The Prophet's scribes copied out the entire Gospel of Luke as part of the work of translation. It seems the Prophet, reading aloud, but making additions, deletions, and whatnot to and from the King James Version, dictated the text just as he wished it to read. And it's likely the scribes would not even have noticed minor variations from the Authorized Version.
Consider the sycamine tree that even mustard-seed faith can uproot and plant in the sea (Luke 17:6). The Prophet's scribes leave no trace of it; instead we find: "syc[k, struck out]amore tree," or "sycamore tree." Did the Prophet misspeak or his scribes mishear? It's possible, though I wonder. The business of translating under inspiration was a serious matter.
Let's suppose oversight. Given the nature of the Prophet's critics, such a claim to the ordinary accidents of our nature will never get him off the hook. Brother Joseph wasn't afraid of human error; the critics insist on inerrancy for prophets. And the botanists are raging: the sycamine is the Egyptian mulberry! It is not a sycamore! although related. Plus, say the textual scholars, Luke names both trees: sycamore (Luke 19) and sycamine (Luke 17). He knew what was up.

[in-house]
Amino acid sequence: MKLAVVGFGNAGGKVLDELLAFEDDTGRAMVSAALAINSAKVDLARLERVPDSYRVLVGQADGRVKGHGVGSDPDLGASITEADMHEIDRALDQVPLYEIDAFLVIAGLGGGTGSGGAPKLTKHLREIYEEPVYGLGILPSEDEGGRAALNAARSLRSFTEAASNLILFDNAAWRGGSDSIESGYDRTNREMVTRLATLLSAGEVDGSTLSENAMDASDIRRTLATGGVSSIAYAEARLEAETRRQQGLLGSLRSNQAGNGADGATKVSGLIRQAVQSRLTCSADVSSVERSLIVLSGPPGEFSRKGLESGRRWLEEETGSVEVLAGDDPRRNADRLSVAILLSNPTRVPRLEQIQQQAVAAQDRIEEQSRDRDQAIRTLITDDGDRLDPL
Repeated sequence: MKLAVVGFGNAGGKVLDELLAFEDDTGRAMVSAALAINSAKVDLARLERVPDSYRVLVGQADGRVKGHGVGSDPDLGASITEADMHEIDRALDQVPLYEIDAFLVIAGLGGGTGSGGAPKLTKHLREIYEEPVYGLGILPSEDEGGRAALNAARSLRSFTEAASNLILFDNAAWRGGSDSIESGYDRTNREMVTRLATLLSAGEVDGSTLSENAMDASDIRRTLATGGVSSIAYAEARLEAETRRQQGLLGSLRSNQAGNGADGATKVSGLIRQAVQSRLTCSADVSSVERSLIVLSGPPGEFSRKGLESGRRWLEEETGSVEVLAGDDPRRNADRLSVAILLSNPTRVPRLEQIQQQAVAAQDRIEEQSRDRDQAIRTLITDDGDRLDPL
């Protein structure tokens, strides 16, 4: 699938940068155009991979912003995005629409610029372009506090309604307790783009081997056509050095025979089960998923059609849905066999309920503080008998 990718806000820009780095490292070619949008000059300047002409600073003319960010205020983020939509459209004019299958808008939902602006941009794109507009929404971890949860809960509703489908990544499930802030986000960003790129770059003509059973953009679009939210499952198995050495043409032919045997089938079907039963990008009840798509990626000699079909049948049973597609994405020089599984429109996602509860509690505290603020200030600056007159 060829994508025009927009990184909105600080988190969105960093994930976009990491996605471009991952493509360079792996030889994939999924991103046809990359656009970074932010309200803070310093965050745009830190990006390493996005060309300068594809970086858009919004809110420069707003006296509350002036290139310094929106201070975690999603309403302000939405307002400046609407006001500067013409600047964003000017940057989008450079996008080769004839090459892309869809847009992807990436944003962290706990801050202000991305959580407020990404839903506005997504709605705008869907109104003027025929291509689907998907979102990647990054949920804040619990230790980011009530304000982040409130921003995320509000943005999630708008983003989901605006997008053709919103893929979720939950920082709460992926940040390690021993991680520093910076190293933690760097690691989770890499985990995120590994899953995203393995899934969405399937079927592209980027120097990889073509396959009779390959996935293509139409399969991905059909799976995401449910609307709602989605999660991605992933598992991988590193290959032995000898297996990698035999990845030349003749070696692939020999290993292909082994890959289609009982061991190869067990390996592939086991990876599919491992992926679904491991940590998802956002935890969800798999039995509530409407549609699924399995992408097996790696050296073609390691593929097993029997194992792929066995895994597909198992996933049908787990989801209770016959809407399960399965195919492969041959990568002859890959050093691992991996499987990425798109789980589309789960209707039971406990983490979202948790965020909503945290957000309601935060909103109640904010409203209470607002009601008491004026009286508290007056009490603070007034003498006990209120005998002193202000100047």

Whisking through Professor Joseph Fitzmeyer's Anchor Bible Commentary on Luke, vol. 2, 1143 n.6, we find a little peace from the supposed teapot tempestuousness that encompasseth our Prophet:
To this mulberry tree. "The Greek n. sykaminos occurs in the LXX (1 Kgs 10:27; 1 Chr 27:28; 2 Chr 1:15; 9:27, etc.) as the translation of Hebrew shiqmah, which is really the 'sycamore tree.' See Luke 19:4, sykomorea ["which occurs only here in the NT and never in the LXX, 1223 n.4"]. Luke may not have differentiated them."
Luke has a bigger problem than sycamines anyhow. For "what would have prompted Luke to change [St. Matthew's uprooted] 'mountain' into 'mulberry tree'?," 1142. Call in the geologists, call in the botanists, call the eye doctors.